It interests me for three reasons: 1) my doctoral thesis on medieval & Renaissance prosody (meter/versification) and transcription included a chapter devoted in part to diaeresis; 2) I have always been annoyed by the New Yorker’s hypergrammatical (yes, that’s a term; I didn’t coin it) use of the umlaut (aka diaeresis); and 3) Valter Fissore uses a gratuitous umlaut in the proprietary designation for his Cogno Langhe Nascetta.
Call it unheimlich: Brittanie tweeted the link yesterday, a day after I posted a tasting note on the wine.
The first time I tasted with Valter in 2008, I asked him about the use of the diacritic in the designation. He explained to me that it was a creative way of working around a bureaucratic road block.
He couldn’t write “Nascetta” (or “Nas-Cetta”) on the label of his wine (first bottled commercially) in 1994 because the designation was not allowed by the appellation at the time. So he wrote “Anas-Cëtta,” using the dialectal ampelonym and adding the umlaut as a flourish (however erroneous and out of place). He needed to say “Nascetta” without writing it.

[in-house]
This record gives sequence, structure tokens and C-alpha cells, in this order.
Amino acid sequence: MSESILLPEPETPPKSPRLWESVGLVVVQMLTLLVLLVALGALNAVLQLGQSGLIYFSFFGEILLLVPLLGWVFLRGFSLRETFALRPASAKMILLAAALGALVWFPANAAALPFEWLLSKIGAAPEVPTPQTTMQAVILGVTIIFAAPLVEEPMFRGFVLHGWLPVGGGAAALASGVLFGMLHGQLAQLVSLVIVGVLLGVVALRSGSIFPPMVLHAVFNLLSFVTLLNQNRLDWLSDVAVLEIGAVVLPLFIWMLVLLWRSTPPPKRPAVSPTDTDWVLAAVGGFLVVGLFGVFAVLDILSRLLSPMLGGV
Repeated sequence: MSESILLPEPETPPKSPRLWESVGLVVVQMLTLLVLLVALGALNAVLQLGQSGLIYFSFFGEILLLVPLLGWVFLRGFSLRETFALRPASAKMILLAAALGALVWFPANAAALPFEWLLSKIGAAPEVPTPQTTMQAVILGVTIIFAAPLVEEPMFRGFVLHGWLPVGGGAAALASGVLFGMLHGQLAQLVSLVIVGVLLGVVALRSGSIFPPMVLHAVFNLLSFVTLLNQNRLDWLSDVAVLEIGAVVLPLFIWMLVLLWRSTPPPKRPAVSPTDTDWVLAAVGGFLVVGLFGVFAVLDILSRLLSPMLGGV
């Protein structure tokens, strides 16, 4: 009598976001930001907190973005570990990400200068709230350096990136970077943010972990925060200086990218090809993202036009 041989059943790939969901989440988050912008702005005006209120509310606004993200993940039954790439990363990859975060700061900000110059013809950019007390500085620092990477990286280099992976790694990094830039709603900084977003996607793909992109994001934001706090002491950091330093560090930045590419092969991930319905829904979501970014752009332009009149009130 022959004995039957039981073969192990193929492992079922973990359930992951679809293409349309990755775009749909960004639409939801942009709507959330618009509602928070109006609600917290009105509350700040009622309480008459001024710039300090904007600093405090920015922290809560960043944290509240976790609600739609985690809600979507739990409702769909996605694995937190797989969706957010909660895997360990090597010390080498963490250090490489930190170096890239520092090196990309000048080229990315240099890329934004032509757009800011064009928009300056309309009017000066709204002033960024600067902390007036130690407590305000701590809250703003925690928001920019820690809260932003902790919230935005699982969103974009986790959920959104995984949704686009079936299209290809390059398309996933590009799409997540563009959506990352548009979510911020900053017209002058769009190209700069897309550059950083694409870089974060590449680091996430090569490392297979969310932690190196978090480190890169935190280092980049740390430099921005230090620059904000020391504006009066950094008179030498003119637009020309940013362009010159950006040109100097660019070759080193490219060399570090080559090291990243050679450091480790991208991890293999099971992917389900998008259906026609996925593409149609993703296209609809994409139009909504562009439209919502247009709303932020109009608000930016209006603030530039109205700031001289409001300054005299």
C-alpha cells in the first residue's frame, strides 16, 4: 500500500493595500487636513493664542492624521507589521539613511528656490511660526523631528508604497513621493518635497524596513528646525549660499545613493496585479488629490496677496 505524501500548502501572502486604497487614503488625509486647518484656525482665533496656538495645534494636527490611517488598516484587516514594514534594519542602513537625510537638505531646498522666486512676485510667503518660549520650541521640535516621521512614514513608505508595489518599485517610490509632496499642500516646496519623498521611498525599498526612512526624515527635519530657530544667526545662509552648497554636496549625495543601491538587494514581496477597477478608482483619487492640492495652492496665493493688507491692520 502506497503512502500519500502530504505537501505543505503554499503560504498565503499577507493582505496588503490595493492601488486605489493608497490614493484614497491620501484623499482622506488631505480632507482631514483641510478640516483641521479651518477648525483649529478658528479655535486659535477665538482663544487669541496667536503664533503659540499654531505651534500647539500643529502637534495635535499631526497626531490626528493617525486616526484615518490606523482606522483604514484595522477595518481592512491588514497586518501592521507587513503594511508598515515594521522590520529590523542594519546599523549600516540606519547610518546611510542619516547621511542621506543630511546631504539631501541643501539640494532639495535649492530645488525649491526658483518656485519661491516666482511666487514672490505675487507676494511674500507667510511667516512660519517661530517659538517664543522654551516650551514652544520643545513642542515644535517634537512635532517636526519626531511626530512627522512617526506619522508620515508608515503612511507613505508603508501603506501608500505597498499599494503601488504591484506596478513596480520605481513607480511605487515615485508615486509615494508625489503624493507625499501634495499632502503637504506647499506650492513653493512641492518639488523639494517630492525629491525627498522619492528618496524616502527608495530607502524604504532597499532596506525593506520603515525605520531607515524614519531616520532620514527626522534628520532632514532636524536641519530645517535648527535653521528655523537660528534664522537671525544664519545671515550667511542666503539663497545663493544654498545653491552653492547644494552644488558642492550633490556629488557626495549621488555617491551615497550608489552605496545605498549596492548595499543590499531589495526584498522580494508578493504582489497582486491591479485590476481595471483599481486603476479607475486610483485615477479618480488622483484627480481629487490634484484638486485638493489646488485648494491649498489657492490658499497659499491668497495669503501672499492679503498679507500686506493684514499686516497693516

I won’t conceal that I’ve gently chided Valter about this. I am a scholar of prosody, after all.
But yesterday, upon learning that the hypergrammatical diaeresis used by New Yorker editors has its origins in a purely capricious application of the diacritic, I realize that I’ve been too severe with Valter.
If it’s good enough for the editors of my favorite magazine, then it’s good enough for one of my favorite wines!
For the record, diaeresis was discussed in my dissertation (excuse the alliteration) because Renaissance editors of Petrarch, notably Bembo, introduced erroneous diaeresis in their transcriptions of Petrarch’s Rerum Vulgarium Fragmenta (song book) in order to reconcile seemingly “un-Petrarchan” scansions with their notions of Petrarchan prosody. See the image below (and may the brave among you click for PDF version).